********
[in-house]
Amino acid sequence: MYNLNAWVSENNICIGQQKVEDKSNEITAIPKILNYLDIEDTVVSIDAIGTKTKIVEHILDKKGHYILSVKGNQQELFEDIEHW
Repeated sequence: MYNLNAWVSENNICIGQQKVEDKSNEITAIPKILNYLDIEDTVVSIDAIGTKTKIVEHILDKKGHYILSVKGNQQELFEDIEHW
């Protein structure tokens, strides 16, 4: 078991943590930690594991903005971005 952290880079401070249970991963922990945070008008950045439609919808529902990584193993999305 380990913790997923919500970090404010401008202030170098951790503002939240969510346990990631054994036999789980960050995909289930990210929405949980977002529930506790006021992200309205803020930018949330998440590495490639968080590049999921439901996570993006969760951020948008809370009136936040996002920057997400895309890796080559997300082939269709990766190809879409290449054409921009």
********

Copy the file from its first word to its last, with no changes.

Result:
[in-house]
Amino acid sequence: MYNLNAWVSENNICIGQQKVEDKSNEITAIPKILNYLDIEDTVVSIDAIGTKTKIVEHILDKKGHYILSVKGNQQELFEDIEHW
Repeated sequence: MYNLNAWVSENNICIGQQKVEDKSNEITAIPKILNYLDIEDTVVSIDAIGTKTKIVEHILDKKGHYILSVKGNQQELFEDIEHW
């Protein structure tokens, strides 16, 4: 078991943590930690594991903005971005 952290880079401070249970991963922990945070008008950045439609919808529902990584193993999305 380990913790997923919500970090404010401008202030170098951790503002939240969510346990990631054994036999789980960050995909289930990210929405949980977002529930506790006021992200309205803020930018949330998440590495490639968080590049999921439901996570993006969760951020948008809370009136936040996002920057997400895309890796080559997300082939269709990766190809879409290449054409921009």